Today*, I’m proud to write that LIRS Director for Access to Justice, Liz Sweet, will speak at a Capitol Hill briefing. Sweet will detail LIRS’s work with detained torture survivors and underline the need to protect survivors from immigration detention. I’m proud that LIRS and our partners are able to speak in front of Congress and advocate for this important issue. In this National Action Alert, I’ll fill you in on LIRS’s work with survivors of torture, and why protecting them is part of our ministry.
“When we arrived at the border, the immigration said ‘welcome,’ then they cuffed me on my wrists, waist and legs and put me in a small room. It was very crowded.” The woman giving this testimony is not charged with or convicted of a crime, though her treatment by federal immigration officers might imply otherwise. Her name is Rediet and she is seeking asylum protection in the United States from her native Ethiopia, and that was her ‘welcome’. People who come to the United States seeking asylum have often experienced torture and trauma in their home countries and look to the United States as a place of protection and safety.
The Center for Victims of Torture partnered with the Torture Abolition and Survivor Support Coalition to produce the report, Tortured and Detained: Survivor Stories of U.S. Immigration Detention. This report includes interviews from 22 survivors of torture, recounting their time in the immigration detention system after having traveled to the United States in search of protection. Many of these memories include traumatic experiences that, in some cases, have been linked to extreme emotional distress. As Rediet continues with her testimony, she recalls some of these traumatic experiences, “There was no chair, nothing. I slept on the floor for three days. I was only wearing a t-shirt and some pants. It was very, very cold…The first day, they gave us no food or water. No one explained anything. We were just on that cold, cold floor.”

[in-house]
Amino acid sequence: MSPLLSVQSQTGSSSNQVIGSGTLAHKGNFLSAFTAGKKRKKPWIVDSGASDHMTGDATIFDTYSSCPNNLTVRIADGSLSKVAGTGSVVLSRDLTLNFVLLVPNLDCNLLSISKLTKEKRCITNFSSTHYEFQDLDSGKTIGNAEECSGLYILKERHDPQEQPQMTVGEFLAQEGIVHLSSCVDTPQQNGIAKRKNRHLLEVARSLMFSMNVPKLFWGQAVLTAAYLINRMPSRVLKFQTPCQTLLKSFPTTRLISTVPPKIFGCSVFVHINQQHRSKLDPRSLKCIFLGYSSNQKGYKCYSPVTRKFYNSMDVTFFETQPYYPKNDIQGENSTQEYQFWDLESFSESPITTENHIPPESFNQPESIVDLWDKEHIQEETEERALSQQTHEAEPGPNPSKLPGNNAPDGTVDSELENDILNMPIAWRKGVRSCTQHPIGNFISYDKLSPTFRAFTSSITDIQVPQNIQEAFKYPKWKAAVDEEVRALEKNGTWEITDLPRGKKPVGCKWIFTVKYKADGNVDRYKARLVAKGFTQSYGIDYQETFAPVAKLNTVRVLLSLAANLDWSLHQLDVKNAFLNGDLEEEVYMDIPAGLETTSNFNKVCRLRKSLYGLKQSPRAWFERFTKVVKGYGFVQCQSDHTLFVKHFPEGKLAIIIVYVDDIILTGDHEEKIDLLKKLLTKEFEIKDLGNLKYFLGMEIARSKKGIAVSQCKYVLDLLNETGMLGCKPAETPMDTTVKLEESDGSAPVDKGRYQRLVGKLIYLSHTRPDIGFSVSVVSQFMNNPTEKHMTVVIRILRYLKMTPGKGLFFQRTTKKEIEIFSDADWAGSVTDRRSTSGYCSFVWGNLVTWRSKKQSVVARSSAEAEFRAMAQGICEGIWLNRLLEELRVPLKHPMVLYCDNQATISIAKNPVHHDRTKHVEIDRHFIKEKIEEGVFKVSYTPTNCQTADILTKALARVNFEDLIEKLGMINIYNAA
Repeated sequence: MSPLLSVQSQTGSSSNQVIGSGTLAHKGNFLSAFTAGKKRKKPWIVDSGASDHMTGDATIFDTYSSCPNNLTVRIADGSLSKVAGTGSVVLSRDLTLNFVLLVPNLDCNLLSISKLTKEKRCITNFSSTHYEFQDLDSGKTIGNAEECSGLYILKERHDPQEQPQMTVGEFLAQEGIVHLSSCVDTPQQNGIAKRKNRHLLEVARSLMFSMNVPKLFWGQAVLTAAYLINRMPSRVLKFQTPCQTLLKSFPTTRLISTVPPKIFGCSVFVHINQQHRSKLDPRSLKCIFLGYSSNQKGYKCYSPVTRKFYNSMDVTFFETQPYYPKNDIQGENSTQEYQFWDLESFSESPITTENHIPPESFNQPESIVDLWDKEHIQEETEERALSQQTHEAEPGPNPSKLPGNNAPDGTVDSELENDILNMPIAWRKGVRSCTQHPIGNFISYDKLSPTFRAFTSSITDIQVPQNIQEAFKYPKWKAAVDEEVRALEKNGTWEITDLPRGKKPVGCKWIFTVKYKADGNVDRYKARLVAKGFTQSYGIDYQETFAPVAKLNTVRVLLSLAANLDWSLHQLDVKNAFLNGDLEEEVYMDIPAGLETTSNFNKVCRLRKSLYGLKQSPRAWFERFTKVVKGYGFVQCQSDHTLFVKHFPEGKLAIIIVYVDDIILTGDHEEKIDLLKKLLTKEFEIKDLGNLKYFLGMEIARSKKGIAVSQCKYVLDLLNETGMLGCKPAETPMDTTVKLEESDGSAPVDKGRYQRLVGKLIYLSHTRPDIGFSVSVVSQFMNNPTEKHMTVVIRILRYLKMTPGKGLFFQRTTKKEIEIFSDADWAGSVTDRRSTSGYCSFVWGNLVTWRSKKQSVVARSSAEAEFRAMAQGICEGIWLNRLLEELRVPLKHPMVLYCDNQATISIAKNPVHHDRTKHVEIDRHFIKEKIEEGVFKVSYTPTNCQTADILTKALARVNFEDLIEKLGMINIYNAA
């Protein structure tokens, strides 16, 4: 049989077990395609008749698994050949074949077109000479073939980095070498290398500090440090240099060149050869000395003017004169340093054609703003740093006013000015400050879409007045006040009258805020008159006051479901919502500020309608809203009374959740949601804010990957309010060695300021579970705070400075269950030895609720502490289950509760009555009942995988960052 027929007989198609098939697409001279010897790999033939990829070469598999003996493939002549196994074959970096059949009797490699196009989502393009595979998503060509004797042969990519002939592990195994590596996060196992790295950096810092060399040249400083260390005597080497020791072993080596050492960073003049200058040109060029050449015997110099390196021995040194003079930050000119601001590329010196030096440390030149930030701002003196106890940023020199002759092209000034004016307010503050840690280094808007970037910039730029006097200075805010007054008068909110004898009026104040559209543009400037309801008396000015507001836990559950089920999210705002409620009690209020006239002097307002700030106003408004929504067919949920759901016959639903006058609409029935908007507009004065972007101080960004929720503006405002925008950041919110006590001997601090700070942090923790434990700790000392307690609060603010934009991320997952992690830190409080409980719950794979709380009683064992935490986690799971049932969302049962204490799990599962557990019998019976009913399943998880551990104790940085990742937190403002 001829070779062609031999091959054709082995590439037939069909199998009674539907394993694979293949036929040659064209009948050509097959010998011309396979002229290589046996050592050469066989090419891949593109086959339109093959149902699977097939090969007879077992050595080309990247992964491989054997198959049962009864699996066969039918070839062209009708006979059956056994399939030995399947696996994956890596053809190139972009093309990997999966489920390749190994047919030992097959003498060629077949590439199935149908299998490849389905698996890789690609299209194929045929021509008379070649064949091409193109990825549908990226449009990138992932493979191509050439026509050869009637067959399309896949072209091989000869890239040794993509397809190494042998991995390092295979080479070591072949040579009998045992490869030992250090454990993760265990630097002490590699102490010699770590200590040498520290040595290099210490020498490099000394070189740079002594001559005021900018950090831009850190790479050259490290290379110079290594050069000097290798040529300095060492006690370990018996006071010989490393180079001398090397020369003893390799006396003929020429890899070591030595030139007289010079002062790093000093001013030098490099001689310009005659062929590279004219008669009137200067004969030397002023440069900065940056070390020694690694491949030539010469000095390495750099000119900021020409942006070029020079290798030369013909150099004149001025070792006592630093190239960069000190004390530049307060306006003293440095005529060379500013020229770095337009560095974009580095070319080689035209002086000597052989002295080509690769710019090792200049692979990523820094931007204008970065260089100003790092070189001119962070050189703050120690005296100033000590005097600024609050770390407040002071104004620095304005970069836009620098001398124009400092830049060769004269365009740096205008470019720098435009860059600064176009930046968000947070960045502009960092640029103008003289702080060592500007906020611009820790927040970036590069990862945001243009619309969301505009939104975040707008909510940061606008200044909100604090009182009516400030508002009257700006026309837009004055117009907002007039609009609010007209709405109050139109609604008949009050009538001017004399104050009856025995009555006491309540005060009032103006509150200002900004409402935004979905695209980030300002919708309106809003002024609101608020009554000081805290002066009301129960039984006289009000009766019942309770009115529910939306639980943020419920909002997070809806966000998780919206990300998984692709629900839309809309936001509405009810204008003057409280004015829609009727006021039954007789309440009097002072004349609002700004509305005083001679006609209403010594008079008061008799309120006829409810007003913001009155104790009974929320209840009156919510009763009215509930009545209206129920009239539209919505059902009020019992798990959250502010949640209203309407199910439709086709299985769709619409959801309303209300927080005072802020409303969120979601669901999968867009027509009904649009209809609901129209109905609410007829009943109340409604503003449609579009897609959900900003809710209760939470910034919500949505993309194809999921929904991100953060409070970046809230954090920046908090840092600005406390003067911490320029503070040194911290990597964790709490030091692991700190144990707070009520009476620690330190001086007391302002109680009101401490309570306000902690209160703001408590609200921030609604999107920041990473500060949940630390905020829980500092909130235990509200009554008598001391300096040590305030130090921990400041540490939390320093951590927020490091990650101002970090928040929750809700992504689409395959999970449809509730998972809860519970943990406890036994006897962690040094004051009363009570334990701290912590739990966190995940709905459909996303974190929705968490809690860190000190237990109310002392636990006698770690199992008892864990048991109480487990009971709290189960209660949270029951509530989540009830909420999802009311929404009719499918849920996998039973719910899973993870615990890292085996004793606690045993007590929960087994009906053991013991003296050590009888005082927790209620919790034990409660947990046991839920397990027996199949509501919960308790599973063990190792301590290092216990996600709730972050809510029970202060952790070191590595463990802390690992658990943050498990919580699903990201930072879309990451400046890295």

Stories like Rediet’s are why LIRS has responded with ministries of both service and advocacy to support survivors of torture and other migrants who have experienced the trauma of immigration detention. LIRS believes that the government should support community-based alternatives to detention for vulnerable populations such as asylum seekers and torture survivors. Today* at 4:00 pm, LIRS Director for Access to Justice, Liz Sweet, will speak at a Capitol Hill briefing called, “Seeking Asylum at the U.S. Border: Challenges, Gaps and Solutions.” (Readers in Washington are welcome to join at Cannon House Office Building, Room 122.) Sweet will share LIRS’s experiences working with detained torture survivors as well as individuals released from detention through the LIRS Community Support Initiative.
Also speaking will be Yohannes Birhane, a torture survivor who works with Refugee and Immigrant Center for Education and Legal Services (RAICES), a LIRS service partner based in San Antonio, Texas. Other panelists include Royce Bernstein Murray of the National Immigrant Justice Center, Katharina Obser from Human Rights First and Annie Sovcik of Center for Victims of Torture, all long-time advocacy partners of LIRS.
This briefing hopes to highlight for members of Congress and their staffs the need for robust protection for refugees, asylees and survivors of torture and the harm caused by immigration detention. LIRS is proud to be a part of this effort!
*A note that this briefing was rescheduled for December 11, 2013 due to inclement weather.